Criminal investigation to reveal those responsible for downing the MH17 aircraft.


Kyiv, September 15, 2015. The recent Dutch Safety Board technical report into the downing of MH17 finds that the crash was caused by the impact of a missile fired from a “Buk” surface-to-air missile system, according to comments at Ukraine Crisis Media Center by international law expert Scott Martin, Managing Partner of GRC International. This conclusion was based on the following: a recorded sound peak, damage pattern on the wreckage caused by the blast, injuries of the crewmembers in the cockpit, inflight breakup of the airplane, explosive residues, as well as the size and distinct bow-tie shape of the fragments. The report also finds that the missile was launched from an area of about 320 square kilometers in eastern Ukraine.

According to Mr. Martin, even though the report detailed a criminal act, no criminal findings were made. The report did not identify individuals responsible for downing the aircraft. It did not find any Russian involvement such as that it provided the missile system or trained separatists how to use it or that Russia ordered the downing of the airplane. Nevertheless, Russia still disagrees with the report’s findings.

The next step is criminal investigation led by the Netherlands and the subsequent report, revealing those responsible for the downing of the aircraft. This report is due in or around February 2016.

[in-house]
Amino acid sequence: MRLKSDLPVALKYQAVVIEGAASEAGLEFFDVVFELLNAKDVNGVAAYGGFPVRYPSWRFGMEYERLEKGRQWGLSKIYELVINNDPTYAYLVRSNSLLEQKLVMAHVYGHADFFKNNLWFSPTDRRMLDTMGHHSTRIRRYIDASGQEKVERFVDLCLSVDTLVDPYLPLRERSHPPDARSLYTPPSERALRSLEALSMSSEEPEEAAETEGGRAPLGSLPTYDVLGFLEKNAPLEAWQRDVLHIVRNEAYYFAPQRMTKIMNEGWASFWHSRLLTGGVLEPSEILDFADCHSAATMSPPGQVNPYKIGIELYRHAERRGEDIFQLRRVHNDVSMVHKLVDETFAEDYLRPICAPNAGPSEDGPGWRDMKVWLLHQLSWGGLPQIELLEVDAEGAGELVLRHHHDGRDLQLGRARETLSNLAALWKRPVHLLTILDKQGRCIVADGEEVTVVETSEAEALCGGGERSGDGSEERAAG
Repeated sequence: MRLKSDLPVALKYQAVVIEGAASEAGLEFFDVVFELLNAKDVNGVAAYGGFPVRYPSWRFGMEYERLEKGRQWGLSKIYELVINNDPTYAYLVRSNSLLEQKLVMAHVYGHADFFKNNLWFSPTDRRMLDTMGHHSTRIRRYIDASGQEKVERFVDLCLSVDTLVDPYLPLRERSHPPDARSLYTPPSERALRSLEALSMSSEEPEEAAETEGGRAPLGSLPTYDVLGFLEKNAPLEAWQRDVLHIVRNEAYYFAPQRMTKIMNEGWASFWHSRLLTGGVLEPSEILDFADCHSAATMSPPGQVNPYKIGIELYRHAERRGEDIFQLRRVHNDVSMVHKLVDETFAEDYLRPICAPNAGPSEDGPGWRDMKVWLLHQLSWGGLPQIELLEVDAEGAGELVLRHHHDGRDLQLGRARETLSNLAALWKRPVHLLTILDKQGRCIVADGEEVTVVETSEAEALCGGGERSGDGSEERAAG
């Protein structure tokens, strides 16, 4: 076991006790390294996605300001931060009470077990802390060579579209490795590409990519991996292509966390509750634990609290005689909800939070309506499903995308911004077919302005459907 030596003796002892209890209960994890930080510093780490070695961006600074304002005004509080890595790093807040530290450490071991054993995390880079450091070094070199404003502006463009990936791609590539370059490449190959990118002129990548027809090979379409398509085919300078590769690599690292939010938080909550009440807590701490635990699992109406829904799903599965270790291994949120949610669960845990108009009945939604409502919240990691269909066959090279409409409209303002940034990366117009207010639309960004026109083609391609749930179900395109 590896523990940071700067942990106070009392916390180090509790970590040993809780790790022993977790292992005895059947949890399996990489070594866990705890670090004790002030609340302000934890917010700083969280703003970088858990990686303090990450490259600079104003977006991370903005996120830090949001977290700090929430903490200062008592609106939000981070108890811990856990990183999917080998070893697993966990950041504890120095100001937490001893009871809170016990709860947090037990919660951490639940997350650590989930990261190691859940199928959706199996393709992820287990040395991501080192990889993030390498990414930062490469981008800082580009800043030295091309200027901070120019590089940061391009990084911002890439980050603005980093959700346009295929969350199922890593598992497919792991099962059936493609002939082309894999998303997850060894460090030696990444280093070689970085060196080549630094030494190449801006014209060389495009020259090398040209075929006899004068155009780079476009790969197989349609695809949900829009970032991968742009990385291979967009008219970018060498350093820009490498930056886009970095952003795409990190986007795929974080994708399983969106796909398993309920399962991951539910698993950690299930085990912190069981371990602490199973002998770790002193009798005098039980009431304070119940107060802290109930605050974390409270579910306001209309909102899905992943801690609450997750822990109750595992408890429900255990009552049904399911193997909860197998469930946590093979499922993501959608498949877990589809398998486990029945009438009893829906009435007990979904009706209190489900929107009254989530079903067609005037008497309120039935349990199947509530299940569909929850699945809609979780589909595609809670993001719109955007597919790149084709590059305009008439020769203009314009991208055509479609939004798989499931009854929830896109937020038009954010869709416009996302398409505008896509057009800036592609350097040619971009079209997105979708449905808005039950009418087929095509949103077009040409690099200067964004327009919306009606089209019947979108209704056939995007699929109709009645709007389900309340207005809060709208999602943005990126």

Mr. Martin described possible locations where prosecutions could take place. The first option is to have the case prosecuted in Ukraine as the territory where the crime occurred. Thus, physical and documentary evidence will be easier to obtain and witnesses will be easier to access. However, in that case there will definitely be a perceived lack of impartiality. “The inevitable and unavoidable political realities would likely overshadow further injustice ,” he added.

An international criminal tribunal into the MH17 air disaster is also not an option as Russia will probably always veto such a proposal. The International Criminal Court is also unlikely to consider the case as it can act only when the state with jurisdiction is unwilling or unable to properly proceed with the investigation.

The most likely option, according to Mr. Martin, is to sign a multinational agreement between all the states with the jurisdiction to jointly prosecute those responsible for the tragedy. A tribunal that can be set up under this agreement which doesn’t need UN Security Council approval and thus cannot be vetoed. In this case, “instead of claiming the right to prosecute in its own state, each state acknowledges overlapping rights and agrees to forgo these claims and instead create a new tribunal in the Netherlands”.

No matter what option will be implemented, the exact potential culpability of Russian individuals is still unclear. There is evidence indicating Russian involvement: the manufacturer of the “Buk” missile system is located in Russia and phone intercepts demonstrating a conversation between separatists and Russian officials (including discussion about a newly obtained “Buk” missile system that came from Russia). Nevertheless, “it is crucially important that one should not come to conclusions until the criminal investigation is concluded,” Mr. Martin added.

Another major problem is the enforcement of the tribunal decisions if it finds certain individuals guilty. “If the court finds it difficult to obtain cooperation from the Russian Federation, if it is indeed involved, there are only political and diplomatic leavers that you are able to push to try to compel its cooperation,” Mr Martin said. “If there will be no cooperation, I suppose the tribunal will contemplate in absentia proceedings,” he summarized.